buddhist art
About Buddha Images in General

Buddha images are object of religious worship, not mere decoration items. The sculpture of the Buddha is by far the most common in Southeast Asian Art, however, sculptures of Hindu deities are also created until the 16th century. In later years, sculptures of disciples and monks became more popular, especially in Burmese Art. Different from East Asian and Himalayan Art, the Buddha only comes in the form of Buddha Shakyamuni, the historical Buddha in South East Asian Art.

Buddha statues are not supposed to be portraits of the actual Buddha and are not created to be his likeness. The vast number of different styles of Buddha statues would be difficult to explain if that was the idea behind it. Buddha images are a reminder of the teachings of the Buddha and the principles of Buddhism. The purpose is not to remember the person but the doctrine. In the early years of Buddhism stupas, built over a relic of the Buddha (like a hair or tooth), served as reminders of the Buddha’s teachings. The earliest Buddha images are app. 2000 years old. The Buddha images have very different appearances in different countries and regions, differing in poses, facial and body features, materials used and different levels of craftsmen’s skills. They all have in common, however, that they are not a man, but the „doctrine in human form“.

South East Asian Buddha images come in 4 main positions: sitting, standing, walking and reclining.

The walking style is by far the rarest, mostly found in the Sukothai period in Thailand and to an even smaller extent in later Thai and Lao sculptures. The reclining position also doesn’t come in much variation, though it can be found in most countries and periods. The standing and sitting positions have a large number of different poses each. The most common poses of the standing Buddha are: Pacifying the Ocean, Stop fighting, Disclosing the 3 worlds and Holding an Alms bowl.


The most common poses of the sitting Buddha are: Calling the Earth to Witness, Protected by Muchalinda and Meditation. Besides these poses with crossed legs the rare „western style“, in which the Buddha sits in western style on a throne or tree trunk can be found.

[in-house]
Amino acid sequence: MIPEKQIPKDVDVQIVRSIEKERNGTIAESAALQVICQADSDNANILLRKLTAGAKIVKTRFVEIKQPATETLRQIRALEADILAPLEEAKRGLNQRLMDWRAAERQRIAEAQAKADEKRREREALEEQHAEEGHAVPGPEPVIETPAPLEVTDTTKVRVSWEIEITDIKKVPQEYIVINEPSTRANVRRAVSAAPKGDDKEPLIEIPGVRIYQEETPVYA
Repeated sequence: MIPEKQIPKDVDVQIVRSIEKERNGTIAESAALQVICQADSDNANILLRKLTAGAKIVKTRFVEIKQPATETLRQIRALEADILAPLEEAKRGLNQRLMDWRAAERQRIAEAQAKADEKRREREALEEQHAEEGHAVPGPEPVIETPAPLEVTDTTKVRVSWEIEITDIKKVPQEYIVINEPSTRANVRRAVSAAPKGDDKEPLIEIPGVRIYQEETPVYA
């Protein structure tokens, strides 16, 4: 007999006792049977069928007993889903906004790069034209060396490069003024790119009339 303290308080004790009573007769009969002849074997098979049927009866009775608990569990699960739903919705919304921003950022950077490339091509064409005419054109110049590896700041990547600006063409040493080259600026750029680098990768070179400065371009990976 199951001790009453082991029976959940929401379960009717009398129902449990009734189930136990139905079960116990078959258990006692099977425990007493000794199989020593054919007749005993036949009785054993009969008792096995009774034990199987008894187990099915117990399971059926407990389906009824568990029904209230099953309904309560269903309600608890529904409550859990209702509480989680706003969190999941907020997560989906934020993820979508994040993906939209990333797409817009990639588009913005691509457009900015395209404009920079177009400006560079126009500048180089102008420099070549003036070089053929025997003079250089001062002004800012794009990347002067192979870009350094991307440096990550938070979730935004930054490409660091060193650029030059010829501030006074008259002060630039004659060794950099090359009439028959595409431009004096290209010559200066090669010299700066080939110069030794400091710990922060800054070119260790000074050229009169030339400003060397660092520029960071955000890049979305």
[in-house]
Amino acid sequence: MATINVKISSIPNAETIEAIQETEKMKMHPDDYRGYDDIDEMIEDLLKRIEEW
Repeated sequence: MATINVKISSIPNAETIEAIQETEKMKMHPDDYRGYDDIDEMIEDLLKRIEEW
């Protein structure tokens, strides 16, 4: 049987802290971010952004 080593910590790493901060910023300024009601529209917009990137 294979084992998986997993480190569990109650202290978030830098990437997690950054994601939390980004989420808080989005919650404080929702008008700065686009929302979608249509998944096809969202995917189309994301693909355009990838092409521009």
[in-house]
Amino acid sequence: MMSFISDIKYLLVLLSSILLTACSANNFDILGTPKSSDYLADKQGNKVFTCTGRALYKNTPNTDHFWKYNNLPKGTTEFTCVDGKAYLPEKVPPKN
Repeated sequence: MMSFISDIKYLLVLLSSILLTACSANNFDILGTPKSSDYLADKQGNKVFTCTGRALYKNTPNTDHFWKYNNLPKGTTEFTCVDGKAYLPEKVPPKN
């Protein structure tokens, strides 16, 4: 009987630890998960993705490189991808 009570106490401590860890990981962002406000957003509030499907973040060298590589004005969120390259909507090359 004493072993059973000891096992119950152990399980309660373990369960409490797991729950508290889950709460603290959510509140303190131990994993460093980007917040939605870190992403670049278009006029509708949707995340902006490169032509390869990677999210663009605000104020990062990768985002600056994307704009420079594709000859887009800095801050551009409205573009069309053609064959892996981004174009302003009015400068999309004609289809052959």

Many more poses for standing and sitting Buddha images exist, but they are far less common in South East Asian Art than the ones shown here. Again, for East Asian and Himalayan Art, other poses are more popular.

The most common materials are stone, bronze (including gold and silver) and wood, however materials like terracotta, papermaché, ivory and glass are found as well. Wooden images are much less likely to survive the elements for a long time, so wooden images over 200- 250 years are rare. Bronze comes in many different alloy compositions that give the sculpture its decisive patina and helps to identify an image.

In identifying and dating a Buddha image, the following factors (among others) have to be taken into consideration. The stylistic details (flame, hair, head, face, eyebrows, ears, mouth, neck, shoulders, hands, arms, body, feet), the pedestal, the pose, the material and especially for bronze images, the alloy composition, weight, sound, casting core inside the image, the patina, the lacquer and gilding remnants and many more.

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